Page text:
Findings from The Chesapeake Group revealed that Arundel is an agricultural town with several access points for tourists. Arundel is within close proximity to Route 1 and Interstate 95 as well as the Sanford and the Biddeford airports. Although The Chesapeake Group recommended that Arundel focus on agricultural tourism to gain economic growth, members of the EDC are not as eager.

“I am not sure we want to brand ourselves as only an agricultural town,” said John Bell of the EDC. “We need to look at what the real practical things that we are going to develop on for economic growth. I am not sure agriculture is going to do that.” More here.

State Unveils Economic Development Plan

Ted M. Natt Jr., staff writer

State officials are touting a new jobs plan as a 10-year road map for North Carolina’s economic development efforts.

Pat Corso, who served on the board that came up with the plan, said he just hopes rural counties are not lost in the shuffle as the state moves the job recruiting and marketing functions of the state Department of Commerce into a new private economic development agency called the Economic Development Partnership of North Carolina.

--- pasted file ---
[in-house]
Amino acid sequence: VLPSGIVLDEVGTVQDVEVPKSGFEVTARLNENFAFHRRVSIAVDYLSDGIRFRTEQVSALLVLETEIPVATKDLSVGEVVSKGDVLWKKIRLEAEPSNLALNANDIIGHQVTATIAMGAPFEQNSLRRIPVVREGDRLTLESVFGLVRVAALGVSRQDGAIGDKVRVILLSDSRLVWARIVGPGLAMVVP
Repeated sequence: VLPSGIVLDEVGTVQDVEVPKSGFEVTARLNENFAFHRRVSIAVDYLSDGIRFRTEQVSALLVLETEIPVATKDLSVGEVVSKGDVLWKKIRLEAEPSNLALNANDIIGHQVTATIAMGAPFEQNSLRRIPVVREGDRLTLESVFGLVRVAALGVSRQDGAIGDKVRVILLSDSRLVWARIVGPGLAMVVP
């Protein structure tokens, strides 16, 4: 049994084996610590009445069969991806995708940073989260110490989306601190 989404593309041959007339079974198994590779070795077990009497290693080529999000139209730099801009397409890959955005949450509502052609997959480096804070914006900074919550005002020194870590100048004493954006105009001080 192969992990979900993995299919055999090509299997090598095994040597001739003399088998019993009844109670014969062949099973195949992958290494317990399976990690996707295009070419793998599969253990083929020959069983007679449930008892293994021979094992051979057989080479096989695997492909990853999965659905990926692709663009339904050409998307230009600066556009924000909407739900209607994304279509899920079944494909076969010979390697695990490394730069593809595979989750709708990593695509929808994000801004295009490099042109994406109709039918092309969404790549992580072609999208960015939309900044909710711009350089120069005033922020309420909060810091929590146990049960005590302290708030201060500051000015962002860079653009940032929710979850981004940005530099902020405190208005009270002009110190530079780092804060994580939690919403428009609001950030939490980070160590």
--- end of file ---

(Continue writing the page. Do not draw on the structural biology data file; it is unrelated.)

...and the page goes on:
“Most of the stuff in this plan is 30,000-foot stuff,” said Corso, executive director of Moore County Partners in Progress. “The meat has to be put on the bones. Fortunately, most of the key points are broad enough and engaging enough to be actionable.”

The plan was unveiled last month by Gov. Pat McCrory after six months of study by the N.C. Economic Development Board, and is the first of its kind in about a decade.

McCrory has called the plan a “very clear, upfront assessment of our state’s strengths and weaknesses.” More here.

NC Governor Wants Megasites Near Triad

By Richard M. Barron

GREENSBORO — Gov. Pat McCrory said Thursday night that he is working with Greensboro leaders to create megasites in the region that might attract an automotive manufacturer.

“We’re going to be working ... to recruit automotive manufacturing to North Carolina, which is nonexistent,” McCrory told about 750 people gathered for the Greensboro Partnership’s annual dinner.

He said most other states in the Southeast have auto makers and it’s time that North Carolina recruited one.

But he stopped short of saying what North Carolina’s financial commitment might be to such an effort.

McCrory said in an interview that the best potential sites for automakers are in or near the Triad — one in Randolph County and another in Chatham County.  More here.